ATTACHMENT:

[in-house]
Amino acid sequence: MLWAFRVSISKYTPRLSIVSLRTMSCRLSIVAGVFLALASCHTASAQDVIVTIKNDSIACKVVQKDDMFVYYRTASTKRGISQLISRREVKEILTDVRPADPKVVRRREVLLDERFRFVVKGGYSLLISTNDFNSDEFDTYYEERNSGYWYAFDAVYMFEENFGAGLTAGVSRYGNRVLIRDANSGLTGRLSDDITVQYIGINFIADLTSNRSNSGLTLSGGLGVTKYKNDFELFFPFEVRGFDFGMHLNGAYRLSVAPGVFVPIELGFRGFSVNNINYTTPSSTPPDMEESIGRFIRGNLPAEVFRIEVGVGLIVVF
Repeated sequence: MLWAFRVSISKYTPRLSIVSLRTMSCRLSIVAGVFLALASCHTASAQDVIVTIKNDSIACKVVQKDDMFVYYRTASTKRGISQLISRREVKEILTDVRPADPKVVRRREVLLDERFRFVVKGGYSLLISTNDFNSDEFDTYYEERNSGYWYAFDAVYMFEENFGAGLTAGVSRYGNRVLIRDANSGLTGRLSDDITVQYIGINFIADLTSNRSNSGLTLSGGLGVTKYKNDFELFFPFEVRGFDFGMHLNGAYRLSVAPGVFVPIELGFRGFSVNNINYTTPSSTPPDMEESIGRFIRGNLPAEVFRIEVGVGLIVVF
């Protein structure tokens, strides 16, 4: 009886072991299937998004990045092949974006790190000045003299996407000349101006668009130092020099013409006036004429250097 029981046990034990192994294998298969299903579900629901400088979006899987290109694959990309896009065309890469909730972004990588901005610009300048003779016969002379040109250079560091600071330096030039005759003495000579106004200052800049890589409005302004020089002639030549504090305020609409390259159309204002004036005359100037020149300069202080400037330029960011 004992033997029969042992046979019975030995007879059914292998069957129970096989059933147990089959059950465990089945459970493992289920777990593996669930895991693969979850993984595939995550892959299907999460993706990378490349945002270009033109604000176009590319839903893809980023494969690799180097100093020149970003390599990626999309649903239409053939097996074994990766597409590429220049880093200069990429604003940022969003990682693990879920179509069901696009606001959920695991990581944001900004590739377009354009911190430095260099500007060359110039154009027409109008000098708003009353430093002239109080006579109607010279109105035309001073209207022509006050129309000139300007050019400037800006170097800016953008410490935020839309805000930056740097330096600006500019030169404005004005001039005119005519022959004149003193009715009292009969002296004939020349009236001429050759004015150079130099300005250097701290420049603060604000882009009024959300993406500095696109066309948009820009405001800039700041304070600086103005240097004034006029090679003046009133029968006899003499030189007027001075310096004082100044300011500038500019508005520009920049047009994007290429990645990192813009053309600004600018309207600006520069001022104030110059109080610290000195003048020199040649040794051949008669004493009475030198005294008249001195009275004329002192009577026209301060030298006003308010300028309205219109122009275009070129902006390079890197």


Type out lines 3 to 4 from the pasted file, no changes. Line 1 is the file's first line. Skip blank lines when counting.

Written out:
Repeated sequence: MLWAFRVSISKYTPRLSIVSLRTMSCRLSIVAGVFLALASCHTASAQDVIVTIKNDSIACKVVQKDDMFVYYRTASTKRGISQLISRREVKEILTDVRPADPKVVRRREVLLDERFRFVVKGGYSLLISTNDFNSDEFDTYYEERNSGYWYAFDAVYMFEENFGAGLTAGVSRYGNRVLIRDANSGLTGRLSDDITVQYIGINFIADLTSNRSNSGLTLSGGLGVTKYKNDFELFFPFEVRGFDFGMHLNGAYRLSVAPGVFVPIELGFRGFSVNNINYTTPSSTPPDMEESIGRFIRGNLPAEVFRIEVGVGLIVVF
């Protein structure tokens, strides 16, 4: 009886072991299937998004990045092949974006790190000045003299996407000349101006668009130092020099013409006036004429250097 029981046990034990192994294998298969299903579900629901400088979006899987290109694959990309896009065309890469909730972004990588901005610009300048003779016969002379040109250079560091600071330096030039005759003495000579106004200052800049890589409005302004020089002639030549504090305020609409390259159309204002004036005359100037020149300069202080400037330029960011 004992033997029969042992046979019975030995007879059914292998069957129970096989059933147990089959059950465990089945459970493992289920777990593996669930895991693969979850993984595939995550892959299907999460993706990378490349945002270009033109604000176009590319839903893809980023494969690799180097100093020149970003390599990626999309649903239409053939097996074994990766597409590429220049880093200069990429604003940022969003990682693990879920179509069901696009606001959920695991990581944001900004590739377009354009911190430095260099500007060359110039154009027409109008000098708003009353430093002239109080006579109607010279109105035309001073209207022509006050129309000139300007050019400037800006170097800016953008410490935020839309805000930056740097330096600006500019030169404005004005001039005119005519022959004149003193009715009292009969002296004939020349009236001429050759004015150079130099300005250097701290420049603060604000882009009024959300993406500095696109066309948009820009405001800039700041304070600086103005240097004034006029090679003046009133029968006899003499030189007027001075310096004082100044300011500038500019508005520009920049047009994007290429990645990192813009053309600004600018309207600006520069001022104030110059109080610290000195003048020199040649040794051949008669004493009475030198005294008249001195009275004329002192009577026209301060030298006003308010300028309205219109122009275009070129902006390079890197």